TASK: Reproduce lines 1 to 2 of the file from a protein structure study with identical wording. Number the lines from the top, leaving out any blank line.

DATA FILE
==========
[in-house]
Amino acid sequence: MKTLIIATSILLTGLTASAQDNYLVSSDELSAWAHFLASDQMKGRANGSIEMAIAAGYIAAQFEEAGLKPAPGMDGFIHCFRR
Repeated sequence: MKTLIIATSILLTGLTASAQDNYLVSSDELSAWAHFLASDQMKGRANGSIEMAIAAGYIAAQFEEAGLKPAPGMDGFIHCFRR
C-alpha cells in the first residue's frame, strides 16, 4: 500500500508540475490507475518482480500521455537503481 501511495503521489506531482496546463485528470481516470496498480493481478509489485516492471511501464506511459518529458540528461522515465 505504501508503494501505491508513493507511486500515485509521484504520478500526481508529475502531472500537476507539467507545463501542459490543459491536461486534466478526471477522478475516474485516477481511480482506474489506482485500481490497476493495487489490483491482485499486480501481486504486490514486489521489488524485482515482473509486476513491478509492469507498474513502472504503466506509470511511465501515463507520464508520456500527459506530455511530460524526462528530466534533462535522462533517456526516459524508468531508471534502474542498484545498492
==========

[in-house]
Amino acid sequence: MKTLIIATSILLTGLTASAQDNYLVSSDELSAWAHFLASDQMKGRANGSIEMAIAAGYIAAQFEEAGLKPAPGMDGFIHCFRR